17. Monitoring of Downstream Salmon and Steelhead at Federal Hydroelectric Facilities, 1996 Annual Report.

    Energy Technology Data Exchange (ETDEWEB)

    Martinson, Rick D.; Kamps, Jeffrey W.; Graves, Ritchie J. (Northwest and Alaska Fisheries Science Center, Fish Ecology Division, Seattle, WA)

    1997-08-01

    The seaward migration of juvenile salmonids was monitored by the National Marine Fisheries Service (NMFS) at Bonneville and John Day Dams on the Columbia River in 1996 The NMFS Smolt Monitoring Project is part of a larger Smolt Monitoring Program (SMP) coordinated by the Fish Passage Center (FPC) for the Columbia Basin Fish and Wildlife Authority. The purpose of the SMP is to monitor the migration of the juvenile salmonid stocks in the Columbia basin and make flow and spill recommendations designed to facilitate fish passage. Data are also used for travel time, migration timing, and relative run size analysis. The purpose of the NMFS portion of the program is to provide the FPC with species and project specific real time data from John Day and Bonneville Dams. Monitoring data collected included: river conditions; total numbers of fish; numbers of fry, adult salmon, and incidental catch; daily and seasonal passage patterns; and fish condition. 10 refs., 16 figs., 5 tabs.

  18. The rise and fall of Lake Bonneville between 45 and 10.5 ka

    Science.gov (United States)

    Benson, L.V.; Lund, S.P.; Smoot, J.P.; Rhode, D.E.; Spencer, R.J.; Verosub, K.L.; Louderback, L.A.; Johnson, C.A.; Rye, R.O.; Negrini, R.M.

    2011-01-01

    A sediment core taken from the western edge of the Bonneville Basin has provided high-resolution proxy records of relative lake-size change for the period 45.1-10.5 calendar ka (hereafter ka). Age control was provided by a paleomagnetic secular variation (PSV)-based age model for Blue Lake core BL04-4. Continuous records of ??18O and total inorganic carbon (TIC) generally match an earlier lake-level envelope based on outcrops and geomorphic features, but with differences in the timing of some hydrologic events/states. The Stansbury Oscillation was found to consist of two oscillations centered on 25 and 24 ka. Lake Bonneville appears to have reached its geomorphic highstand and began spilling at 18.5 ka. The fall from the highstand to the Provo level occurred at 17.0 ka and the lake intermittently overflowed at the Provo level until 15.2 ka, at which time the lake fell again, bottoming out at ~14.7 ka. The lake also fell briefly below the Provo level at ~15.9 ka. Carbonate and ??18O data indicate that between 14.7 and 13.1 ka the lake slowly rose to the Gilbert shoreline and remained at about that elevation until 11.6 ka, when it fell again. Chemical and sedimentological data indicate that a marsh formed in the Blue Lake area at 10.5 ka.Relatively dry periods in the BL04-4 records are associated with Heinrich events H1-H4, suggesting that either the warming that closely followed a Heinrich event increased the evaporation rate in the Bonneville Basin and (or) that the core of the polar jet stream (PJS) shifted north of the Bonneville Basin in response to massive losses of ice from the Laurentide Ice Sheet (LIS) during the Heinrich event. The second Stansbury Oscillation occurred during Heinrich event H2, and the Gilbert wet event occurred during the Younger Dryas cold interval. Several relatively wet events in BL04-4 occur during Dansgaard-Oeschger (DO) warm events.The growth of the Bear River glacier between 32 and 17 ka paralleled changes in the values of proxy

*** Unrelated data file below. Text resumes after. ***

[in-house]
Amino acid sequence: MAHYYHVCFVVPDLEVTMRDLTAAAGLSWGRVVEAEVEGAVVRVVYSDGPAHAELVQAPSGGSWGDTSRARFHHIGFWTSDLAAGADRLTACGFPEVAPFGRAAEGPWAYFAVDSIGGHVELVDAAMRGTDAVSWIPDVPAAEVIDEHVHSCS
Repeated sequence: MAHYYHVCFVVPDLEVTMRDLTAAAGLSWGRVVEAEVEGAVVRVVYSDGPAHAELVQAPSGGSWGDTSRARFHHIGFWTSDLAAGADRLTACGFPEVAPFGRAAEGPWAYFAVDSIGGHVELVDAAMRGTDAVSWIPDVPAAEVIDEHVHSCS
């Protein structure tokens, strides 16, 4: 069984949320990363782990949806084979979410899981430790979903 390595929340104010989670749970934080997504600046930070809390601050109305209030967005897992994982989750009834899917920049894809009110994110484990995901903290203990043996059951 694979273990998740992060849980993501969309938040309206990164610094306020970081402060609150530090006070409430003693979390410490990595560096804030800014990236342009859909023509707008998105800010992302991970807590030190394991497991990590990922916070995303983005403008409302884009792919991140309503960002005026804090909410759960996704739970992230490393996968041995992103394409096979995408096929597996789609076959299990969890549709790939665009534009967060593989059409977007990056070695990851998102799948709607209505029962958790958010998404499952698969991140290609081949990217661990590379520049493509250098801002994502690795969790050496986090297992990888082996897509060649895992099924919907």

19. Dams. Bulletin of the Technical Service of Electric Power and Big Dams; Barrages. Bulletin du Service Technique de l`Energie Electrique et des Grands Barrages

    Energy Technology Data Exchange (ETDEWEB)

    NONE

    1996-12-31

    Three papers were selected in this issue of the bulletin of the Technical Service of Electric Power and Big Dams. The first one concerns the experience feedback gained from the accident of the Drac river near Grenoble (France) due to a spillover at the Notre-Dame-de-Commiers` dam and which led to the death of 6 children and their teacher. The second one is a report of the conclusions of decennial and annual safety inspections of French dams, while the third one is a report of the Control Services activities for the third quarter of the year 1996 concerning the French dams in operation. (J.S.)

  20. Development of a System-Wide Predator Control Program: Stepwise Implementation of a Predation Index, Predator Control Fisheries, and Evaluation Plan in the Columbia River Basin; Northern Pikeminnow Management Program, 2000 Annual Report.

    Energy Technology Data Exchange (ETDEWEB)

    Porter, Russell G.; Glaser, Bryce G.; Amren, Jennifer

    2003-03-01